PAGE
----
What are the established coding standards for JavaScript?

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    Seeing this question still shows up in google search I thought adding this might be relevant. JavaScript is an implementation of ECMAScript script, following the ECMA standards. Standard ECMA-262. To add from the ECMA wiki page: Netscape delivered JavaScript to Ecma International for standardization and the work on the specification, ECMA-262, began in November 1996
    – Nope
    Oct 22, 2013 at 9:11
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    Closed AND protected. Huh!?!
    – Robbie Dee
    Oct 29, 2013 at 12:49
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    // , WHHHHYYYY was this closed? It's an excellent question for new Javascript programmers. Especially given the, ah, state of most original Javascript code written by new programmers. Jun 11, 2015 at 5:10
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    This is VERY constructive, and an excellent fit for the SE Q&A format. Jul 12, 2016 at 4:09

8 Answers 8


Not exactly what you're looking for, but (like Doug Crockford's vids) I think everybody who writes/edits/reviews JS should look at Chris Heilmann's slides and videos on maintainable javascript.

In the slides, slide 127, he says don't worry so much about style guides/code standards, reformat all code checked in to VCS.

Also these:

Mozilla JavaScript Tips

JavaScript Style Guide

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    Google also has a style guide: google-styleguide.googlecode.com/svn/trunk/javascriptguide.xml
    – aug
    Oct 11, 2013 at 9:03
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    In an attempt to solve this question (finding and deciding on a JavaScript Code Style, while allowing for some flexibility), I've created jscode.org where you can generate custom code styles according to some settings (yeah, it may sound like blatant advertising, but I'm not gaining anything there, I just built this for myself and my team, and I think it's of good value). Oct 27, 2013 at 15:30
  • The Mozilla JavaScript Tips is very sparse, I wouldn't include it. Jul 12, 2016 at 4:12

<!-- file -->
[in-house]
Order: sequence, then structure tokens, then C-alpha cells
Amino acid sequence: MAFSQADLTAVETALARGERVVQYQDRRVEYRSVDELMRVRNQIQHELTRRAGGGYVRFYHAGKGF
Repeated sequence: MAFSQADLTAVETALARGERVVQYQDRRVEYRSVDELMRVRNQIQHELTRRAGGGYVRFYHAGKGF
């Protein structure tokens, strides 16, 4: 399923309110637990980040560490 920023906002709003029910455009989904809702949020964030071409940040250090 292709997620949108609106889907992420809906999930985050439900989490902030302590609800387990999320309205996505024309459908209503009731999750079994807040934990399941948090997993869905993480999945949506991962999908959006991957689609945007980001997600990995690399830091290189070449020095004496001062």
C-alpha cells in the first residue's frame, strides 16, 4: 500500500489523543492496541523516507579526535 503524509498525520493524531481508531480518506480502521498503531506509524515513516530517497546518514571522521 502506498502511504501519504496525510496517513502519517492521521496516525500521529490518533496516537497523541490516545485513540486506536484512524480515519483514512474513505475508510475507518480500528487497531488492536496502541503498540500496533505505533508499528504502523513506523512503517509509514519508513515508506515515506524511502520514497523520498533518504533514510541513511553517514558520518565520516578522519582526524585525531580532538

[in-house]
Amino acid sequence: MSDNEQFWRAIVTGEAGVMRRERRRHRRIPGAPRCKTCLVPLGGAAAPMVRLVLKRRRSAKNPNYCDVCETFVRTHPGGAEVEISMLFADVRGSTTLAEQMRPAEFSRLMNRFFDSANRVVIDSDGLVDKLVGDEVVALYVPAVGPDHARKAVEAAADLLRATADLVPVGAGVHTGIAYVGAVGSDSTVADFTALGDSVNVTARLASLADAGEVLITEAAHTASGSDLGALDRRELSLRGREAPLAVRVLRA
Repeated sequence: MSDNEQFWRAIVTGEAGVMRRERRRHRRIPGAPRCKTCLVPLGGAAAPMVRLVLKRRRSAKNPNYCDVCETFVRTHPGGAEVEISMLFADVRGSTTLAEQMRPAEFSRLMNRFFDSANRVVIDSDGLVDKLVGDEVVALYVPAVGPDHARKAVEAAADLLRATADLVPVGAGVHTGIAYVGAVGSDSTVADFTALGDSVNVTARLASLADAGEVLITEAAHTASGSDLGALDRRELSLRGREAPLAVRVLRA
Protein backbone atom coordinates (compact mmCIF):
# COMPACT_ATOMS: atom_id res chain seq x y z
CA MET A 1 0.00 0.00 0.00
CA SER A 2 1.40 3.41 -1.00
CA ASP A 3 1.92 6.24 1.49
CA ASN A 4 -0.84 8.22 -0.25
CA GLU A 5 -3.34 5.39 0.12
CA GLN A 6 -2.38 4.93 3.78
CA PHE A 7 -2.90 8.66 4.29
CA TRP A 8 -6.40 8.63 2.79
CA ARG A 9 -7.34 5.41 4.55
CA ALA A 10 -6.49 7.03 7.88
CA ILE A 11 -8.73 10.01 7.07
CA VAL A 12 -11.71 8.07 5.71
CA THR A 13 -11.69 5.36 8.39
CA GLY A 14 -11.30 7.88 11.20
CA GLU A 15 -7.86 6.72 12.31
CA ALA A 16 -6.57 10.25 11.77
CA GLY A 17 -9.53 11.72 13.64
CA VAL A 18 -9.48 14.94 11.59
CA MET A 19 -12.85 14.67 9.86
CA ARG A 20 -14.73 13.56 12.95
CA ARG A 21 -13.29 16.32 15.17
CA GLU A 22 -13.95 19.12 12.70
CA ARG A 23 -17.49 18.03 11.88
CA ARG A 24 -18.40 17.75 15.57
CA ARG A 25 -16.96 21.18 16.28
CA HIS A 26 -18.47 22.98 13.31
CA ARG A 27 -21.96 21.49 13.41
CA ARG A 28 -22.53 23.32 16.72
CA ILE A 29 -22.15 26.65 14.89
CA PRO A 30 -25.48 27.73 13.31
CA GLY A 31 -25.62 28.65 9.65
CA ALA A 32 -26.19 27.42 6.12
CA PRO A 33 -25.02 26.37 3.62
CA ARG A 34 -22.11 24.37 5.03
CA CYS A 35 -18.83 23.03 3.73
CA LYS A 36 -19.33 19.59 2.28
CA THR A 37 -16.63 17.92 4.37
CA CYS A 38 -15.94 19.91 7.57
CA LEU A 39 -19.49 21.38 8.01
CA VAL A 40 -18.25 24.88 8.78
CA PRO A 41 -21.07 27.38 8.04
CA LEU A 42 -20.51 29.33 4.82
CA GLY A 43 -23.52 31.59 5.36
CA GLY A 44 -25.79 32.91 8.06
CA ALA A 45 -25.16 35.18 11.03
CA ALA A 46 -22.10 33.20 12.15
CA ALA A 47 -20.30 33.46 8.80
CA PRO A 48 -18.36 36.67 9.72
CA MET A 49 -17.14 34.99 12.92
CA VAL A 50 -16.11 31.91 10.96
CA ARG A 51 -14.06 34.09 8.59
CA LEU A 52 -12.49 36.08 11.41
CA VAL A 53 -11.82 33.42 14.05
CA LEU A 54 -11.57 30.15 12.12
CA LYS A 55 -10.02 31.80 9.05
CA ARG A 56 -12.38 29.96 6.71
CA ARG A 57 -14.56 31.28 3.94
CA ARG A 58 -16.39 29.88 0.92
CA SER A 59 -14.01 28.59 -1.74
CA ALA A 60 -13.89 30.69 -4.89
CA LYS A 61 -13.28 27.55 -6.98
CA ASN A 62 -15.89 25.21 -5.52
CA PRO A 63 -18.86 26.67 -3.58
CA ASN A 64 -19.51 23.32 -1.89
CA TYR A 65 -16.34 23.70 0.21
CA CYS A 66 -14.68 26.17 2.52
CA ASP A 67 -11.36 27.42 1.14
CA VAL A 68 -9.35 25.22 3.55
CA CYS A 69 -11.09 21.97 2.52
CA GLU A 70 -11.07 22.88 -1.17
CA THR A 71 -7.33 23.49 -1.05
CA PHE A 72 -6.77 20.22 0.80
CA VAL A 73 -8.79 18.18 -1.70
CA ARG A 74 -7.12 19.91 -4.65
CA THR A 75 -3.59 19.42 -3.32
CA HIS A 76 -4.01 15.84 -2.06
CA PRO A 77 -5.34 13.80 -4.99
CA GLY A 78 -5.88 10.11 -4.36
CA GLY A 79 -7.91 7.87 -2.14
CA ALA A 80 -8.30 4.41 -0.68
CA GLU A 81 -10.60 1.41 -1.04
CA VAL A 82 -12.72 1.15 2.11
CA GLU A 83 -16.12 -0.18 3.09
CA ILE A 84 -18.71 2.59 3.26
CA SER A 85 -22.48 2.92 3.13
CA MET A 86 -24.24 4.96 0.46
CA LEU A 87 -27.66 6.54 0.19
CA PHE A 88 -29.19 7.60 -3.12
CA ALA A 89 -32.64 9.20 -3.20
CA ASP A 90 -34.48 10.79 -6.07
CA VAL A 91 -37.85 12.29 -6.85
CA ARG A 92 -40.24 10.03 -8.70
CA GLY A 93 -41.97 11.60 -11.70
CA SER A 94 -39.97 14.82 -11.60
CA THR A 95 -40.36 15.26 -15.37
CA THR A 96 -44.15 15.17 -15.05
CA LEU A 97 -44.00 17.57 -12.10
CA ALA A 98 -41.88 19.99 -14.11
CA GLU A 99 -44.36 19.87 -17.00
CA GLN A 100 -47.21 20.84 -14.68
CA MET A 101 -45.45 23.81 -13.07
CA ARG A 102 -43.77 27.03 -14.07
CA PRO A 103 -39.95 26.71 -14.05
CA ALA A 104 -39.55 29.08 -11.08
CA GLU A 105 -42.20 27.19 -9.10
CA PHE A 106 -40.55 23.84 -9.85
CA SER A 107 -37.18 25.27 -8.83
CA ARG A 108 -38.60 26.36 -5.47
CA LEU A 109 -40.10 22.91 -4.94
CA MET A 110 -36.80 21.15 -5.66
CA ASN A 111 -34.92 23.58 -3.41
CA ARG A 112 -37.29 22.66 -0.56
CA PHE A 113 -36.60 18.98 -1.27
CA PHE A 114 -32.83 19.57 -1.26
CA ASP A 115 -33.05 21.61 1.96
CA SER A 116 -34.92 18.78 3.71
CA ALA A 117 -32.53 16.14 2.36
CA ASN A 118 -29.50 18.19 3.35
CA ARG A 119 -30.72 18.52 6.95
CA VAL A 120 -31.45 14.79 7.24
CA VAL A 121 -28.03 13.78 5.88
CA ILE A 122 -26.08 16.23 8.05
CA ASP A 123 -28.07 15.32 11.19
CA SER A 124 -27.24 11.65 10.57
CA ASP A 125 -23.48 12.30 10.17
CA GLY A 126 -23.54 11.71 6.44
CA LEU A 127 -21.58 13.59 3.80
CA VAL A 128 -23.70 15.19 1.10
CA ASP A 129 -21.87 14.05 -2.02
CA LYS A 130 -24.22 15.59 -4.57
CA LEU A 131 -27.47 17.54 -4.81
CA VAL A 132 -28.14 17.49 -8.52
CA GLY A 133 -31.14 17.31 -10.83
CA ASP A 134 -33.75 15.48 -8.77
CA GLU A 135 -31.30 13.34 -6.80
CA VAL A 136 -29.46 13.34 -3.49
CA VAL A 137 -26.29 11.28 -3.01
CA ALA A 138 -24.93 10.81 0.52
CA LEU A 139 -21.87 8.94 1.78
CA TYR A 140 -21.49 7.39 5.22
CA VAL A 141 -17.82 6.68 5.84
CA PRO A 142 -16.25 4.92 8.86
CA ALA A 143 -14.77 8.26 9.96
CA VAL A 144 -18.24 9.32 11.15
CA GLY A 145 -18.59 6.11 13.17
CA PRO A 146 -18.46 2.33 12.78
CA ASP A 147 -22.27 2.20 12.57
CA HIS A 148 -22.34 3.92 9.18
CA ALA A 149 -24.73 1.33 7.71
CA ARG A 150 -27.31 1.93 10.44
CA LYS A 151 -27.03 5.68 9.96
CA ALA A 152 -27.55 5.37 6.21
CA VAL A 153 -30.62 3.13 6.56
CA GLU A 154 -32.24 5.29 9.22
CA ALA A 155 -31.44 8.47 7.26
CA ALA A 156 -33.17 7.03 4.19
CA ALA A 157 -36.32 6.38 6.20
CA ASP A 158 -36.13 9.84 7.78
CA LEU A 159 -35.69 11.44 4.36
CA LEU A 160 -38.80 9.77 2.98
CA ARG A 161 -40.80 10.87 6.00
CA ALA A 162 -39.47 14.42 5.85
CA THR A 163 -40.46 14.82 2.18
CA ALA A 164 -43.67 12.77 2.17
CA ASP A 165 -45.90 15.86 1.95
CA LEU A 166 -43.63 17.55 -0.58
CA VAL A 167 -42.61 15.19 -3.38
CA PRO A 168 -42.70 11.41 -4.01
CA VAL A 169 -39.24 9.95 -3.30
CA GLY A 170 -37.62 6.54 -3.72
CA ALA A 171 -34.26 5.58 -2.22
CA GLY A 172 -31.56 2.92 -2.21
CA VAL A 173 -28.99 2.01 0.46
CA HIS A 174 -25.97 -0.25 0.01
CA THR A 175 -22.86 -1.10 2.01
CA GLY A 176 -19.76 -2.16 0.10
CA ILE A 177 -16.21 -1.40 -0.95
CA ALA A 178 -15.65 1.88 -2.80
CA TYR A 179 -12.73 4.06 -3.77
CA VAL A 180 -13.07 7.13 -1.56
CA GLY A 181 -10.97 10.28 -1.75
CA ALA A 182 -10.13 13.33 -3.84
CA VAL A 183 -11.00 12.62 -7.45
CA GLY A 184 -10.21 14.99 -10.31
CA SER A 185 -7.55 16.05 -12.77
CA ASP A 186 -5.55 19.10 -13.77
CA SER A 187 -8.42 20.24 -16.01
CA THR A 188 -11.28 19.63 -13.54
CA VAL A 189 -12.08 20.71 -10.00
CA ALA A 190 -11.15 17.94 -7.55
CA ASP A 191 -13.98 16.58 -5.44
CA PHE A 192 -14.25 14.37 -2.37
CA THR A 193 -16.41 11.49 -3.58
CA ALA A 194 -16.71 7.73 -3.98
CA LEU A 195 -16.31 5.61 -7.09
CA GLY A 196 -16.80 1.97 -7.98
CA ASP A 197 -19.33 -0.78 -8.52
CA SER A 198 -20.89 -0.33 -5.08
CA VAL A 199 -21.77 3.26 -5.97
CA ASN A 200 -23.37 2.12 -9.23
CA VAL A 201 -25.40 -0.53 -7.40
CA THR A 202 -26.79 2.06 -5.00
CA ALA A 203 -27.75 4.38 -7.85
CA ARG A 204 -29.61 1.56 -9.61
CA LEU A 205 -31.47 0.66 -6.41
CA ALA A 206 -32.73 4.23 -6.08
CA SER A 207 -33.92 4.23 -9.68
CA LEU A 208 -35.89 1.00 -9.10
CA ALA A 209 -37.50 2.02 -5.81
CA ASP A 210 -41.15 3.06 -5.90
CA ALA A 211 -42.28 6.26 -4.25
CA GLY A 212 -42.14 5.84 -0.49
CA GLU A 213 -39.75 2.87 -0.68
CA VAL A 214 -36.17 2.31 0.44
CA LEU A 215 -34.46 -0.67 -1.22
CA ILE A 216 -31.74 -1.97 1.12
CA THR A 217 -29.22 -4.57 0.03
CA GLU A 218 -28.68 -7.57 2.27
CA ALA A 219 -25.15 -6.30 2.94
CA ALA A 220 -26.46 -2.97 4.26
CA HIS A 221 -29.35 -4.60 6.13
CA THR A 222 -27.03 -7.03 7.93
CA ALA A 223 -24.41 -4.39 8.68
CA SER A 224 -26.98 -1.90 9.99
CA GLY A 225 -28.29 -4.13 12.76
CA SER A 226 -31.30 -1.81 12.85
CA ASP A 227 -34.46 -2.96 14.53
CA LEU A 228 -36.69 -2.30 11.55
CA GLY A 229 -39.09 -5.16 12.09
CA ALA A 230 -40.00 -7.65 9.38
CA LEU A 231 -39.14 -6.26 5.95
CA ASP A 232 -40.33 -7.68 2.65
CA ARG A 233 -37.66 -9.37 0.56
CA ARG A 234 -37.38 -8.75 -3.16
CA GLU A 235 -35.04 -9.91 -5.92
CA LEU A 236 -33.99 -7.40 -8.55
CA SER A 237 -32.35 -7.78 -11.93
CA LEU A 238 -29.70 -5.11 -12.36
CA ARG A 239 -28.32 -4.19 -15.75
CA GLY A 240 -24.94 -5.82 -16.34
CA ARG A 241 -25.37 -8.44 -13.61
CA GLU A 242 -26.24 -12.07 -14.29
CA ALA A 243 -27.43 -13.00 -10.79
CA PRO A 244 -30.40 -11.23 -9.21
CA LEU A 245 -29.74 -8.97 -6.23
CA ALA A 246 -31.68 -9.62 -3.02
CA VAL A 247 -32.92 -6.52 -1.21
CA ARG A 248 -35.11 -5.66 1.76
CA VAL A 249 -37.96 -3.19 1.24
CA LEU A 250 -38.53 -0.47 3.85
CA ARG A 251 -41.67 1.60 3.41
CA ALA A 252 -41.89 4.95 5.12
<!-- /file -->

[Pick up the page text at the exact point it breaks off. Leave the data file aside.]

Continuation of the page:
• All the links broken. this is an example of a BAD Answer
    – ecarrizo
    Mar 1 at 10:02

Another reason why Crockford's JavaScript coding guidelines are a good idea to follow:

This code (below) actually returns undefined because of JavaScript's semicolon injection - which is a damn good reason to get the whole team of developers singing from the same song sheet:

return // injected semicolon, therefore returns 'undefined'
    javascript : "fantastic"
}; // object constructs anonymously but nothing happens with it.

Bit more about that at Beware of JavaScript semicolon insertion

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    There is also JSLint to help automate/verify some of these guidelines. jslint.com
    – Funka
    Aug 20, 2009 at 4:06

I never saw a widely acknowledged JavaScript coding standard out there. We did write our own some time ago and I published it on my blog in accordance with my employer.

Keep in mind that some of the guidelines might be a bit outdated.

  • This document has reference to 'C# programming guidelines'. Do you have it publicly available as well?
    – z-boss
    Oct 17, 2008 at 14:17

Google has posted a Javascript guide

  • This is a "link only" answer and the link does not work anymore which is exactly why "link only answers" should be avoided.
    – MrUpsidown
    Sep 13, 2016 at 15:03

You can find some simple but essential coding conventions at the Google Code Wiki.

For very detailed style guides read the Dojo Style Guide. It is going over naming conventions, file conventions, variable usage, code layout, whitespace, and comments.


A bit puzzled that I cannot find on the replies Idiomatic.js and jQuery Core Style Guide. Addy Osmani puts those two on the very top of full list of coding styles for JavaScript in his "JavaScript Style Guides And Beautifiers" article.

I personally prefer jQuery standard, though it doesn't much differ from Idiomatic.js. But whatever standard you choose you will need a validator to check how successful you are following it. I couldn't find any for jQuery or at least Idiomatic, but eventually came up with JS_CodeSniffer


The comp.lang.javascript Code Guidelines document points to causes of errors and problems related to javascript for web applications and how to avoid them.


Myself and a few others recently put together these (PDF or HTML)

They are primarily intended for use with the Ajax Control Toolkit but realistically contain all sorts of useful guidance whichever framework you use.

Hope that helps.

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